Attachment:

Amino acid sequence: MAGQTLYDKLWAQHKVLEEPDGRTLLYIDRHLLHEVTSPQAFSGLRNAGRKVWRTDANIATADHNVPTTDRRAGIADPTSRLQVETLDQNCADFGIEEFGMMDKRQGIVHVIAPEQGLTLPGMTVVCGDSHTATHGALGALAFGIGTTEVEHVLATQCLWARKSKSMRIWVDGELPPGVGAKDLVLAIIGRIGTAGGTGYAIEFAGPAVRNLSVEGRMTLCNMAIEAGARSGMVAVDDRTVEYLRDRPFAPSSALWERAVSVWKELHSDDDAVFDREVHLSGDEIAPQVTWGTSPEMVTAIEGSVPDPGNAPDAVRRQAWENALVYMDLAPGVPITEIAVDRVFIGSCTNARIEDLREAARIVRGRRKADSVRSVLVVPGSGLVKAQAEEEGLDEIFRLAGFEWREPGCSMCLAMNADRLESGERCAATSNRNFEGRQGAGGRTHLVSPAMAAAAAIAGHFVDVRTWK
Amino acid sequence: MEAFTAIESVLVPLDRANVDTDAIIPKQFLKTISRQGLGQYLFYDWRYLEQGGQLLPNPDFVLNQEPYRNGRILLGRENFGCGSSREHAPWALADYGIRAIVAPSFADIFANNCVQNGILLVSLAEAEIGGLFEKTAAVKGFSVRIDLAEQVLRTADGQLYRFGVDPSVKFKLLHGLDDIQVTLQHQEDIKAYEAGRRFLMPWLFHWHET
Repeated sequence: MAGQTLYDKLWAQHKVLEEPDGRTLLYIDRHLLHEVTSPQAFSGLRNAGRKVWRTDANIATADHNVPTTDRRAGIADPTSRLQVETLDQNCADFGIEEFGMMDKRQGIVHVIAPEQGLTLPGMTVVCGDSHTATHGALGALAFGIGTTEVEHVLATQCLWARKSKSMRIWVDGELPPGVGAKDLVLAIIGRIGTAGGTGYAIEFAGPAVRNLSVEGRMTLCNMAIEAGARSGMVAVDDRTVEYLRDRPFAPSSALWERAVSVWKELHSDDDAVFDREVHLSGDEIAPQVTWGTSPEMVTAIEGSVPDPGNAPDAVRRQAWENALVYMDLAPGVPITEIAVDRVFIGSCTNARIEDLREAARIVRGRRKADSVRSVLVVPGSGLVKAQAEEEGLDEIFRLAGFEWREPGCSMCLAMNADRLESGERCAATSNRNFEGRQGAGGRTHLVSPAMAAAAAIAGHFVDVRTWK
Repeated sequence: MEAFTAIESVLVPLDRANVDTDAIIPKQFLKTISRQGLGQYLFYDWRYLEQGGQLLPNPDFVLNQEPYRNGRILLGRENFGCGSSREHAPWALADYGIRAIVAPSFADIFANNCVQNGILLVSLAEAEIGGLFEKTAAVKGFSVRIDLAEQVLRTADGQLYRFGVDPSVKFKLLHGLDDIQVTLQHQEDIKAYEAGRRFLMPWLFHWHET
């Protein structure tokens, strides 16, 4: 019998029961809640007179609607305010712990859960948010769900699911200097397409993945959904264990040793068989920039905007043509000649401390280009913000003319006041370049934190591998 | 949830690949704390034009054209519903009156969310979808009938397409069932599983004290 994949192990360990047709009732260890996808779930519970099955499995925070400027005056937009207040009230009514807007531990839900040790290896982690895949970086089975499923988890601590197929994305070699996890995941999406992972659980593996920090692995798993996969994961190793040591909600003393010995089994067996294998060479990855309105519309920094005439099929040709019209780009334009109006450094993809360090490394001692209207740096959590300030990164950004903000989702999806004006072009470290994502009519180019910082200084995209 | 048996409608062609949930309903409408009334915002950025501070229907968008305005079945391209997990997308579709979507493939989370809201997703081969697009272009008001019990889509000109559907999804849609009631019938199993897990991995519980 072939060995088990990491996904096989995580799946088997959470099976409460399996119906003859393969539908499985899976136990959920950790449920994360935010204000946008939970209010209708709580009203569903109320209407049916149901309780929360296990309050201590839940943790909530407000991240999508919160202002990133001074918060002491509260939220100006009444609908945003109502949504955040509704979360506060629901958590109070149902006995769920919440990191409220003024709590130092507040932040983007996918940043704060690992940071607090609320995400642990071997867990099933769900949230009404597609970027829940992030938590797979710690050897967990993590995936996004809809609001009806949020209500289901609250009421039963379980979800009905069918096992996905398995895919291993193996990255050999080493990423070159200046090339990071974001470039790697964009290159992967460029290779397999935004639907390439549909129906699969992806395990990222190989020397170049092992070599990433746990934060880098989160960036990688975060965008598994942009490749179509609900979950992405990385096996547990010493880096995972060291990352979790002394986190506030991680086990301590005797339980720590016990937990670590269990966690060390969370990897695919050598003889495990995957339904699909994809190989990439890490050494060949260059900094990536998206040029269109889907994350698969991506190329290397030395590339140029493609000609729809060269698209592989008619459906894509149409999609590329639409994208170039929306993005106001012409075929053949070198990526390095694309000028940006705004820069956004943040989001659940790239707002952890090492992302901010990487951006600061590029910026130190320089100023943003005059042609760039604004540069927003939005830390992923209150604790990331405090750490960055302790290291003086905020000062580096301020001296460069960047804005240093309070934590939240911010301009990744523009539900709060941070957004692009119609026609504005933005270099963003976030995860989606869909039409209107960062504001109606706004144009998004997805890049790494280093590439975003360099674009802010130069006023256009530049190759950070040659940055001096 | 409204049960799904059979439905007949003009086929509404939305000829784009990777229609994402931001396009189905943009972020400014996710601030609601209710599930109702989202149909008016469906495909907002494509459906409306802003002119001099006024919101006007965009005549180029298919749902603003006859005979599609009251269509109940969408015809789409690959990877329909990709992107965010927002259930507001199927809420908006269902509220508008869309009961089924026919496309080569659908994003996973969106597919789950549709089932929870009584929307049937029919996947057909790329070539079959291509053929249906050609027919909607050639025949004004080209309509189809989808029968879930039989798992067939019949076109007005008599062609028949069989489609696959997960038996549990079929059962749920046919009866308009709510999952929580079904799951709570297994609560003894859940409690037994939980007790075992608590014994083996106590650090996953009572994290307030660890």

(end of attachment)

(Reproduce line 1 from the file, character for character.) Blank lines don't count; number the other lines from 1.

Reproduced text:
Amino acid sequence: MAGQTLYDKLWAQHKVLEEPDGRTLLYIDRHLLHEVTSPQAFSGLRNAGRKVWRTDANIATADHNVPTTDRRAGIADPTSRLQVETLDQNCADFGIEEFGMMDKRQGIVHVIAPEQGLTLPGMTVVCGDSHTATHGALGALAFGIGTTEVEHVLATQCLWARKSKSMRIWVDGELPPGVGAKDLVLAIIGRIGTAGGTGYAIEFAGPAVRNLSVEGRMTLCNMAIEAGARSGMVAVDDRTVEYLRDRPFAPSSALWERAVSVWKELHSDDDAVFDREVHLSGDEIAPQVTWGTSPEMVTAIEGSVPDPGNAPDAVRRQAWENALVYMDLAPGVPITEIAVDRVFIGSCTNARIEDLREAARIVRGRRKADSVRSVLVVPGSGLVKAQAEEEGLDEIFRLAGFEWREPGCSMCLAMNADRLESGERCAATSNRNFEGRQGAGGRTHLVSPAMAAAAAIAGHFVDVRTWK